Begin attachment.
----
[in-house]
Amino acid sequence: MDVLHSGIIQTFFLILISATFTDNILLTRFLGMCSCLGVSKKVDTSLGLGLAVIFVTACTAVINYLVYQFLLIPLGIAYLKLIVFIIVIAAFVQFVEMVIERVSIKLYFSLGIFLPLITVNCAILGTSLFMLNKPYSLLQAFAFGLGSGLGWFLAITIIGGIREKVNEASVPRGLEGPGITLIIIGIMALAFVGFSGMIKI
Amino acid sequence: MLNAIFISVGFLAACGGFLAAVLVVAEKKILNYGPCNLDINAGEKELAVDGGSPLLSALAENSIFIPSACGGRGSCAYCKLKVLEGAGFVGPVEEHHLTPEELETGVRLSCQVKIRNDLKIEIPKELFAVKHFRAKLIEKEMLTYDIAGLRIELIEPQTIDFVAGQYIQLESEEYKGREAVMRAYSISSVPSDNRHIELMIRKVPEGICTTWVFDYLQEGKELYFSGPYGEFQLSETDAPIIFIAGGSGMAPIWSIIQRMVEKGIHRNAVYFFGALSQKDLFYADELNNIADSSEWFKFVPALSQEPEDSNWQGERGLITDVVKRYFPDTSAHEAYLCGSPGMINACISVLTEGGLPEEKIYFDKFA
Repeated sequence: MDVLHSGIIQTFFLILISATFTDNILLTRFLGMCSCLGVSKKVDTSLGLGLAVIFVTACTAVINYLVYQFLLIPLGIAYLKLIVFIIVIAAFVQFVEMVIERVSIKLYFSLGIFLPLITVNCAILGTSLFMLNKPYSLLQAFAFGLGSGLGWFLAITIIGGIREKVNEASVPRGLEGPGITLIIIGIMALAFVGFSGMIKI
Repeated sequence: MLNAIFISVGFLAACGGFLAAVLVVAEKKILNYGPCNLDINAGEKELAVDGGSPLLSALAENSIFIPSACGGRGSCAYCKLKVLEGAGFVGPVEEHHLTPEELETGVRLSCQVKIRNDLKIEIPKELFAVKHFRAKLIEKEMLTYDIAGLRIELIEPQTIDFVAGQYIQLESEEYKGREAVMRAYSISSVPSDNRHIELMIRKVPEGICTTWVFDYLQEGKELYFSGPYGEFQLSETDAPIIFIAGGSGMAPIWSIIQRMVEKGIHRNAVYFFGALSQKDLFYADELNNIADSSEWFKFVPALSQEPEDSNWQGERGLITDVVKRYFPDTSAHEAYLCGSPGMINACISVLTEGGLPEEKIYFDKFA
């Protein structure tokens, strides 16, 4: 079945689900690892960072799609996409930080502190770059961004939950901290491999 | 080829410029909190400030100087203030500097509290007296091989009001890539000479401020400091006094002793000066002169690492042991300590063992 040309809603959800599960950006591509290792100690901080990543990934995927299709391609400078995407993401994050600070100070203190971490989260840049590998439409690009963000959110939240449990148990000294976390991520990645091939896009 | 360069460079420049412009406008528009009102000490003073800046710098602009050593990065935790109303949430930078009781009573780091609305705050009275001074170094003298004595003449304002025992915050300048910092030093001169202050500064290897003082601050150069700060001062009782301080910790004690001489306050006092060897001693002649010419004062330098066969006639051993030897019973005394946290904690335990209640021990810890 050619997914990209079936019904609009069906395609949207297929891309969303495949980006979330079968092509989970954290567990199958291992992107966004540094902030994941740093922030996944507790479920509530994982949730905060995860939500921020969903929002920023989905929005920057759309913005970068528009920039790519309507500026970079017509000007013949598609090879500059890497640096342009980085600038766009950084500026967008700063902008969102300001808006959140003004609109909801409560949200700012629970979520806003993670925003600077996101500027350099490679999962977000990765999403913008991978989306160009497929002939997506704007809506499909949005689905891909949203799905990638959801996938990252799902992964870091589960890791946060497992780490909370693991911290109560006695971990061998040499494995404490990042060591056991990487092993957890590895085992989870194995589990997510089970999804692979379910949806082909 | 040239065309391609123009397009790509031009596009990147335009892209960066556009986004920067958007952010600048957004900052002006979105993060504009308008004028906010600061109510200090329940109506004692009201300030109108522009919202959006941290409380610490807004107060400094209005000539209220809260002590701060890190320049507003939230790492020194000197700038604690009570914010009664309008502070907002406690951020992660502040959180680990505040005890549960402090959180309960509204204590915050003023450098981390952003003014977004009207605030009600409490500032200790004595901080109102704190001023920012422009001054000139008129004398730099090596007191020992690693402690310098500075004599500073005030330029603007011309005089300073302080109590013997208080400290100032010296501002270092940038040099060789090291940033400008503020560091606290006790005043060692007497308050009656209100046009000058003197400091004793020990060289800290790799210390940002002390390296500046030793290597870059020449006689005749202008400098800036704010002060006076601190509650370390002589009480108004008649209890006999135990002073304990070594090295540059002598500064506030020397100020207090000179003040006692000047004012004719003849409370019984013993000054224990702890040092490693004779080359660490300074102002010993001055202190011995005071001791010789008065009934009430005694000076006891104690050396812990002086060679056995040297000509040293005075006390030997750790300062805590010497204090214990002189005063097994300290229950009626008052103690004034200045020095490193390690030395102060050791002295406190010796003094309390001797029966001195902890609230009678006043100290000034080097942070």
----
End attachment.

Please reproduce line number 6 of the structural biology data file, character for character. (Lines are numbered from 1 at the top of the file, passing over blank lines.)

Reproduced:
């Protein structure tokens, strides 16, 4: 079945689900690892960072799609996409930080502190770059961004939950901290491999 | 080829410029909190400030100087203030500097509290007296091989009001890539000479401020400091006094002793000066002169690492042991300590063992 040309809603959800599960950006591509290792100690901080990543990934995927299709391609400078995407993401994050600070100070203190971490989260840049590998439409690009963000959110939240449990148990000294976390991520990645091939896009 | 360069460079420049412009406008528009009102000490003073800046710098602009050593990065935790109303949430930078009781009573780091609305705050009275001074170094003298004595003449304002025992915050300048910092030093001169202050500064290897003082601050150069700060001062009782301080910790004690001489306050006092060897001693002649010419004062330098066969006639051993030897019973005394946290904690335990209640021990810890 050619997914990209079936019904609009069906395609949207297929891309969303495949980006979330079968092509989970954290567990199958291992992107966004540094902030994941740093922030996944507790479920509530994982949730905060995860939500921020969903929002920023989905929005920057759309913005970068528009920039790519309507500026970079017509000007013949598609090879500059890497640096342009980085600038766009950084500026967008700063902008969102300001808006959140003004609109909801409560949200700012629970979520806003993670925003600077996101500027350099490679999962977000990765999403913008991978989306160009497929002939997506704007809506499909949005689905891909949203799905990638959801996938990252799902992964870091589960890791946060497992780490909370693991911290109560006695971990061998040499494995404490990042060591056991990487092993957890590895085992989870194995589990997510089970999804692979379910949806082909 | 040239065309391609123009397009790509031009596009990147335009892209960066556009986004920067958007952010600048957004900052002006979105993060504009308008004028906010600061109510200090329940109506004692009201300030109108522009919202959006941290409380610490807004107060400094209005000539209220809260002590701060890190320049507003939230790492020194000197700038604690009570914010009664309008502070907002406690951020992660502040959180680990505040005890549960402090959180309960509204204590915050003023450098981390952003003014977004009207605030009600409490500032200790004595901080109102704190001023920012422009001054000139008129004398730099090596007191020992690693402690310098500075004599500073005030330029603007011309005089300073302080109590013997208080400290100032010296501002270092940038040099060789090291940033400008503020560091606290006790005043060692007497308050009656209100046009000058003197400091004793020990060289800290790799210390940002002390390296500046030793290597870059020449006689005749202008400098800036704010002060006076601190509650370390002589009480108004008649209890006999135990002073304990070594090295540059002598500064506030020397100020207090000179003040006692000047004012004719003849409370019984013993000054224990702890040092490693004779080359660490300074102002010993001055202190011995005071001791010789008065009934009430005694000076006891104690050396812990002086060679056995040297000509040293005075006390030997750790300062805590010497204090214990002189005063097994300290229950009626008052103690004034200045020095490193390690030395102060050791002295406190010796003094309390001797029966001195902890609230009678006043100290000034080097942070």